With the world opening up more and more post-pandemic, it’s a happy news that international travel is once again available for work or play. Learning how to stay healthy during your upcoming journeys has become more important than ever, not only to make the most of your long-awaited trip but also as we all should, to adapt to the new norm of being more careful after a global health crisis.
Travelling can impose challenges on our health, especially the Long-haul ones. Our immune system takes a knock when our sleep/wake cycles are disrupted (even without jet lag). Blood circulation and lymph flow become sluggish from sitting for long periods, and even feeling stressed before/during a trip can reduce our immune activity, leaving us more prone to getting sick.
Take a look at our handy checklist of things to help you to organize your thoughts, give you peace of mind and keep your immunity as strong as possible. The more informed you are, the better – less is never more when it comes to preparing for medical and health matters.
Covid is still the main concern for travel, so you might want to check the disease incidence where you are and at your destination, in case this affects your plans. And don’t forget to check the requirements at all locations – we have so many things to organise now, like tests and certificates.
(i) Speak with your GP prior to travel. Your doctor can help you with:
(ii) Pack a medicine kit and your medical information. Put this in your cabin baggage because checked baggage can be delayed/lost. This can include:
(iii) Pack a basic care kit for the plane, i.e. things that keep you comfortable, warm, hydrated and relaxed. A good selection would be:
Travelling when sick (even when the illness is minor) can spread disease, and it can make your experience very unpleasant. If you have any symptoms of illness, please contact your airline about rescheduling your flight.
The newer Covid-19 variants tend to be more transmissible than the earlier types, so we can still catch and spread this illness even if we are fully vaccinated, but the jab does protect people from the worst effects.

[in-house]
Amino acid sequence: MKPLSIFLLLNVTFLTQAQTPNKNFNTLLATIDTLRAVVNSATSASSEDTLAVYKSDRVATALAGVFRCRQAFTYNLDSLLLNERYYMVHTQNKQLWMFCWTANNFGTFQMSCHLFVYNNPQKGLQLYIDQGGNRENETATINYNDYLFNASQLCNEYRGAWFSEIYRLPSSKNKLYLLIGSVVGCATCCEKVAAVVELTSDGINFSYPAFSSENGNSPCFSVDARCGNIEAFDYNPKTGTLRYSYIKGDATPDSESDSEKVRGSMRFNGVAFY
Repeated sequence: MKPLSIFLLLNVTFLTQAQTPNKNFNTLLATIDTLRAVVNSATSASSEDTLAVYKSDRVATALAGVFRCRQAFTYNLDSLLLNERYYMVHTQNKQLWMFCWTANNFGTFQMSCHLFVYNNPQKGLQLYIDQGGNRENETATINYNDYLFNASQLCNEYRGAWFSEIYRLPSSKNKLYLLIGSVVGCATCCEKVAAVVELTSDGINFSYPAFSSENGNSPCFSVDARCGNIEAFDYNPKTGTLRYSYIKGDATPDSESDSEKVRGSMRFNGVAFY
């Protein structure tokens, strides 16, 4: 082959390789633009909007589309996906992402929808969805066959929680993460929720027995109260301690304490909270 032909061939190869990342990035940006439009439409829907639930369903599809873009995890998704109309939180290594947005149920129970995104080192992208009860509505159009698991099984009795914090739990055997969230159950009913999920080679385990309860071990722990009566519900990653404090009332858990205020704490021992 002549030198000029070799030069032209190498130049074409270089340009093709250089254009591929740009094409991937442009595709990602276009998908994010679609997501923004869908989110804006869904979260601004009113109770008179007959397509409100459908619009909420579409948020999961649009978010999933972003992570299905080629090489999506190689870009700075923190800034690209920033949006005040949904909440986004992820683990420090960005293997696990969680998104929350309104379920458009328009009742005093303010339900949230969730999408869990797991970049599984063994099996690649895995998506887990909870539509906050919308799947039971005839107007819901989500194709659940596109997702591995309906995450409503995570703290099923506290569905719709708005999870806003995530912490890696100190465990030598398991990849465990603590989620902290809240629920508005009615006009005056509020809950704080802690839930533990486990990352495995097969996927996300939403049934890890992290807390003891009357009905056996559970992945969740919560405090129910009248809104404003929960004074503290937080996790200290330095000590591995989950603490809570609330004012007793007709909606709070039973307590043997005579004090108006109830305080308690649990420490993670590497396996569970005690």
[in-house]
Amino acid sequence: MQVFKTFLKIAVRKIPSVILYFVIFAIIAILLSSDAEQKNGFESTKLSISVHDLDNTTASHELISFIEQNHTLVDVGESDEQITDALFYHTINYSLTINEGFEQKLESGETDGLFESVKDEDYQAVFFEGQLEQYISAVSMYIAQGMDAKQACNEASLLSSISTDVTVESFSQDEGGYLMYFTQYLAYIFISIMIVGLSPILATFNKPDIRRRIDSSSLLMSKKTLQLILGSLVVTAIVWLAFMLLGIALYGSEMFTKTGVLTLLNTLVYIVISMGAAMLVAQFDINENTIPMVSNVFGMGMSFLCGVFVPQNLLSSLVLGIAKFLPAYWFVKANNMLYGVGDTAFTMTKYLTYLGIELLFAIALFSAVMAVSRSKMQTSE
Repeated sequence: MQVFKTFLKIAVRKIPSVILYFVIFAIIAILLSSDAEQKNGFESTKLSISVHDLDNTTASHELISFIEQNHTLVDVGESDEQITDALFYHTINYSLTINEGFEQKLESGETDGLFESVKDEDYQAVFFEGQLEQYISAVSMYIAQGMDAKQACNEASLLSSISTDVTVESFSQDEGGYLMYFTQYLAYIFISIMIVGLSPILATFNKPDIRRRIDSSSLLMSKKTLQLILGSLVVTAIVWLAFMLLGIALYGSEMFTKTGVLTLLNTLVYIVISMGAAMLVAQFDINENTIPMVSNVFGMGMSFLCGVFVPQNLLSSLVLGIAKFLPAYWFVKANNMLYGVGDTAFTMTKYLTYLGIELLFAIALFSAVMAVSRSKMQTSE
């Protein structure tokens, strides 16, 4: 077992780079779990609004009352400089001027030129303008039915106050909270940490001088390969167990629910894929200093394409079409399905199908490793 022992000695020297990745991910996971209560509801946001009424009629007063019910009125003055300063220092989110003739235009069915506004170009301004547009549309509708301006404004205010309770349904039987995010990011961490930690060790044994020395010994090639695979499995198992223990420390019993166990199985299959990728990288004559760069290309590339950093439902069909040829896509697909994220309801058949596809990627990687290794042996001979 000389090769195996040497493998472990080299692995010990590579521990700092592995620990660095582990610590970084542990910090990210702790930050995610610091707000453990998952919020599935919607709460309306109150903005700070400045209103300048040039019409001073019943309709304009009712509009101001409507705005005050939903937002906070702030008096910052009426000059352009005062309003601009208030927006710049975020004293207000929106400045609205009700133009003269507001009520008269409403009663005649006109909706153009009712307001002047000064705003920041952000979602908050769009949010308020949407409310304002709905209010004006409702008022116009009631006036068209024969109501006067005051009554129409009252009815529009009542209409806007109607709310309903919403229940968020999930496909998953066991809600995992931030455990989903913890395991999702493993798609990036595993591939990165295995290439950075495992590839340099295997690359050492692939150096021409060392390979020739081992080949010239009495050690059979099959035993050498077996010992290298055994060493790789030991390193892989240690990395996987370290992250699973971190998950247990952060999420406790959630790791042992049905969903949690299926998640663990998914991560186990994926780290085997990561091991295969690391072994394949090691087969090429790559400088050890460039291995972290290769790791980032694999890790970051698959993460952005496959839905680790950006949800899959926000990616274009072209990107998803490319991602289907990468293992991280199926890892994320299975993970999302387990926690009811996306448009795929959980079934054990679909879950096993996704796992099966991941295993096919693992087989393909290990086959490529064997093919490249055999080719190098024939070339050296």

Stay mindful of what you already know about how to reduce your risk of catching Covid-19 (and this applies to many other infectious diseases):
The situations with a higher risk for contracting Covid-19 include close contact, crowds, and enclosed spaces (poor ventilation) for prolonged periods – just like planes, trains and other modes of transport. Infections that spread on planes happen most often when people are within 2 rows or 2 metres of a Covid-19 infected person (remember this when lining up). People can be infectious before they realise they are ill, that’s why measures to minimise the spread are so important.
While travelling, some airlines/airports/countries now specify which types of masks are necessary (if any), so do check and ensure you have enough masks of the correct type. Of course, you can still wear masks in places that no longer require them. The nice thing masks also help to moisten the air in and around your nose, so it is less drying on a flight.
Your overall risk of getting monkeypox is low, so don’t panic! Monkeypox is a viral disease originating in animals. It spreads through skin/membrane contact with the body fluids of infected people/animals, or via contaminated objects. The good news is it is not airborne, so it is much harder to catch than the coronavirus. Common symptoms include fever and painful blisters or a rash.
Some of the measures we already follow to reduce Covid will also reduce your risk of contracting monkeypox. In other words, basic hygiene, such as frequent hand-washing, covering wounds, not sharing utensils/glasses, and practising safe sex.
Last but not least, we must emphasize that even if you are really busy with all the activities and appointments planned during the trip, be sure to take care of yourself before, during, and after. Staying healthy with a balanced lifestyle and diet means your immune system will be at its best, and prevention is better than cure. This means getting enough rest at the right times, exercise, food, water, sunlight, and supplements if needed.
Source and References
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Dr Wenus Ho is a family physician and a designated workplace doctor with more than a decade of clinical experience. She is also currently a postgraduate tutor for the Graduate Diploma of Family Medicine (GDFM) Training Program in the Yong Yoo Lin School of Medicine, Singapore....
After graduating from Guys’, King’s and St Thomas’ School of Medicine in the United Kingdom, Dr Juliana went on to complete her Graduate Diploma in Family medicine at the National University of Singapore. She also has completed her diploma in Occupational Medicine. Dr Juliana applies her...
Dr Yong graduated from University College London, United Kingdom, with a Bachelor of Medicine & Bachelor of Surgery with distinction in medical sciences. She has more than 10 years of experience as a general practitioner, and was accredited as family physician by the Family Physician Accreditation...
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